Shane said: 'That's a burden I'm going to bear forever. I'll never own another gun and I smashed that one to pieces'. Pictured: The now destroyed gun which Madissen used to commit her suicide

Shane continued: 'I called 911 and told them my daughter committed suicide and the operator asked if we needed paramedics. I said, she's dead, send everybody.

'I was in shock. They took me down to the police station. I don't remember how long I was there.

'When I came home, her body was gone. The bedroom was scrubbed clean, the carpet removed and replaced by my close friend. I kept saying, ''How did you do all this in an hour?'' They kept telling me, you were down there for nine hours.

'All that was missing was my daughter and the TV. The bullet went through her head and into the TV.'

Two days after Madissen's death, Shane was horrified to learn that she had attempted suicide before.

'Two six-year-old boys knocked on the door and asked me about her death. One said that two weeks earlier she had tried to hang herself in a closet.

'It dawned on me that I had seen bruises on her neck but I suspected it was a hickey and said, ''That better not be a hickey, you're too young.''

'These are all just children, I can't be mad at them. I told them it wasn't their fault and that I loved them.

'These children are fragile and want to be accepted so badly. When their friends turn against them, it's a real battle for them to shrug it off. They carry that weight.'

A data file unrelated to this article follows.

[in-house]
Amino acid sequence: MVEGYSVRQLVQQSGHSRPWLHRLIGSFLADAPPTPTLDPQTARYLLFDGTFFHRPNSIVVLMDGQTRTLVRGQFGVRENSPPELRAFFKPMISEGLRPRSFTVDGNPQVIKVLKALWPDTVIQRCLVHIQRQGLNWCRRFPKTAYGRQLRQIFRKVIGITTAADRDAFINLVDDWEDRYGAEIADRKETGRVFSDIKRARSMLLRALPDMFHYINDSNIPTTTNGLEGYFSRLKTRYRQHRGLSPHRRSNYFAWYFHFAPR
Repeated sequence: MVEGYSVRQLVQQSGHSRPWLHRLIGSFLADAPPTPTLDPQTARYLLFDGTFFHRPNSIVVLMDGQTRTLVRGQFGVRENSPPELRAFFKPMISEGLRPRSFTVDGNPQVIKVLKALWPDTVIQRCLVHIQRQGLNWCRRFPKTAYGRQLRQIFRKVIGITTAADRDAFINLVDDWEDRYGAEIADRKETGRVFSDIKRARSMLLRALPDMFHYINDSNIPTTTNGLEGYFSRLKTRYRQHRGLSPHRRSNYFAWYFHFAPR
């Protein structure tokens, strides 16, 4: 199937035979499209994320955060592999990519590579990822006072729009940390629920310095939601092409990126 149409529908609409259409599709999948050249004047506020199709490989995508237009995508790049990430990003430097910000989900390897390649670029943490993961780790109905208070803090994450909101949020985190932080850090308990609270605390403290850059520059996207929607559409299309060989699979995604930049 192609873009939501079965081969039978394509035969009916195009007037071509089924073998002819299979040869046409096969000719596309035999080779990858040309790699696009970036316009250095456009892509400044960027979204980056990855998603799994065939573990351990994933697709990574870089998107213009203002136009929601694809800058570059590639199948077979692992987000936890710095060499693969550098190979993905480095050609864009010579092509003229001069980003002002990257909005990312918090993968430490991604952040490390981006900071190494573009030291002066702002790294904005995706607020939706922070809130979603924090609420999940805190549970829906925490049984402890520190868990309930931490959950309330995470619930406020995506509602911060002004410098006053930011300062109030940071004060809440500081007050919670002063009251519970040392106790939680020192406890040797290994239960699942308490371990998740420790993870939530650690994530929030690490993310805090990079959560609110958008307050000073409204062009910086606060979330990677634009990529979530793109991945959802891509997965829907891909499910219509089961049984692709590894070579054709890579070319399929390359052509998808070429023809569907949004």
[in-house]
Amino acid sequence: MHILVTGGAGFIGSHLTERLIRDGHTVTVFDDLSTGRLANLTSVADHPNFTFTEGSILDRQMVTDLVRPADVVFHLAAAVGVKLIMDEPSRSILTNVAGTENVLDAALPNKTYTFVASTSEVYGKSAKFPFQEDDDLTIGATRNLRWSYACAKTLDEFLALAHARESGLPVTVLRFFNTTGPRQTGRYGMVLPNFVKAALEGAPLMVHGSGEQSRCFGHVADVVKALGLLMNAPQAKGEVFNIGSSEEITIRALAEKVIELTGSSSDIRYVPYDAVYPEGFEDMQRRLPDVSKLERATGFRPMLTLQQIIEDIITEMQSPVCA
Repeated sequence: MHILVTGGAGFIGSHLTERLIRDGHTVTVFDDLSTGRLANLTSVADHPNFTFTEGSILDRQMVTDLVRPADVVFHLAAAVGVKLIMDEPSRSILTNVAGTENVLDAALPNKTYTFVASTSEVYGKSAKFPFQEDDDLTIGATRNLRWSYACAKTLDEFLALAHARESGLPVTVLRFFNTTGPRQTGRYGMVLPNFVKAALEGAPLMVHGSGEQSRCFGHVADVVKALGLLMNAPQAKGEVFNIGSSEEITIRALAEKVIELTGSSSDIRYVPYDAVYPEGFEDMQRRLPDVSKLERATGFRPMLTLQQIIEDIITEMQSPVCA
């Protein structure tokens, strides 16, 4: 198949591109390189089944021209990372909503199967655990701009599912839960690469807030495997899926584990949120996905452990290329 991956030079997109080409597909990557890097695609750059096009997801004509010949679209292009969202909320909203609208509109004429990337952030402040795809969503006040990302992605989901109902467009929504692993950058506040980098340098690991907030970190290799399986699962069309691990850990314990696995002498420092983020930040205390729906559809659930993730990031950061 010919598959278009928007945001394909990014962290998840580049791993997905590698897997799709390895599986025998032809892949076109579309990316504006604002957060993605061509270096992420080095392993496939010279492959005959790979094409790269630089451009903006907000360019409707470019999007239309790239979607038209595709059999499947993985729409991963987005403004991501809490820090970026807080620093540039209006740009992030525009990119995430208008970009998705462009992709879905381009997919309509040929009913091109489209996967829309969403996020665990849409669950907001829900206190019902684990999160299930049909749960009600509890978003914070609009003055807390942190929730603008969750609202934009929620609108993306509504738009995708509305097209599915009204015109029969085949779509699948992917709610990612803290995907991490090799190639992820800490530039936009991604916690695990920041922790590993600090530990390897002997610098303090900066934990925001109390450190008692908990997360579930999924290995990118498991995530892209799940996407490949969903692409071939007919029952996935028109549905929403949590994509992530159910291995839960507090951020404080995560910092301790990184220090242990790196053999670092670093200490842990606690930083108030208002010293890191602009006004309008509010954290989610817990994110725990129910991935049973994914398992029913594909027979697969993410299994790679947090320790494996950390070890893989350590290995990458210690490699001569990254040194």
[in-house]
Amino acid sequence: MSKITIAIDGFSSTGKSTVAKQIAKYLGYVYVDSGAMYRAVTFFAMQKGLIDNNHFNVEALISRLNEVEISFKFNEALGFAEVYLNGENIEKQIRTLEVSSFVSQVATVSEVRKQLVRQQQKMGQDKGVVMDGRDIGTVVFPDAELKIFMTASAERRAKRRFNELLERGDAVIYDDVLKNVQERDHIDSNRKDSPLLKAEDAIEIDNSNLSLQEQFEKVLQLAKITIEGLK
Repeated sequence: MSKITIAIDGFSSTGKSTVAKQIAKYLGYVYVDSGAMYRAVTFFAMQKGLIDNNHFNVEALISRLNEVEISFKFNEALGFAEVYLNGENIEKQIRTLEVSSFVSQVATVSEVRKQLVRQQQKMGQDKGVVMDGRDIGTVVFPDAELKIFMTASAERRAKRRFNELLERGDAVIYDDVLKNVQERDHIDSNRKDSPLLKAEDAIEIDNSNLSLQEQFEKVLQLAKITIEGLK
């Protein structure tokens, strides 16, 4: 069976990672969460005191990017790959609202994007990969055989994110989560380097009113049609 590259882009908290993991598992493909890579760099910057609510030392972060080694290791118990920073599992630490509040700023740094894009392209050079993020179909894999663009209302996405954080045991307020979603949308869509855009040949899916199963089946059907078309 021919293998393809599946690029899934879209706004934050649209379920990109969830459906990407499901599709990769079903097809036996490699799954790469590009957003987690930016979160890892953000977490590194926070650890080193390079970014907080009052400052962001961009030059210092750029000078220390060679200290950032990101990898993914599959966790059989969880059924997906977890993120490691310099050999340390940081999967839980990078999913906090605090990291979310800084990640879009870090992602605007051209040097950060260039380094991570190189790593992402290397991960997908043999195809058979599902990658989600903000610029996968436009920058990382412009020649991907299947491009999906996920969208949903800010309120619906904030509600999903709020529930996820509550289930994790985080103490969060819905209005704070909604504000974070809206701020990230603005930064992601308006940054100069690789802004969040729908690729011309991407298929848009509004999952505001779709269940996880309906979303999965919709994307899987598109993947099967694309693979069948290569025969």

He added: 'If some of her friends had spoken to me, her death may have been prevented.

'I would never have had the gun if I had known this might happen and I would have got her help right away.'

Madissen's funeral was held on December 12, 2017, at St Joseph's Catholic Church in Devil's Lake and was attended by hundreds of people.

Shane's devastating loss was compounded by the fact that the local funeral home (pictured) then buried his daughter without him. He said the pain of not being present at his daughter's burial almost drove him to take his own life
Shane's devastating loss was compounded by the fact that the local funeral home (pictured) then buried his daughter without him. He said the pain of not being present at his daughter's burial almost drove him to take his own life

Shane's devastating loss was compounded by the fact that the local funeral home (pictured) then buried his daughter without him. He said the pain of not being present at his daughter's burial almost drove him to take his own life

Shane said: 'I have a small urn of ashes (pictured). My mother scattered a little bit of her in Oregon and her ashes were also laid with her grandfather in Devil's Lake'
Shane said: 'I have a small urn of ashes (pictured). My mother scattered a little bit of her in Oregon and her ashes were also laid with her grandfather in Devil's Lake'

Shane said: 'I have a small urn of ashes (pictured). My mother scattered a little bit of her in Oregon and her ashes were also laid with her grandfather in Devil's Lake'

Both parents said that Central Middle School (pictured) has had little contact with them following their daughters' suicides. They only found out their daughters had been bullied after their deaths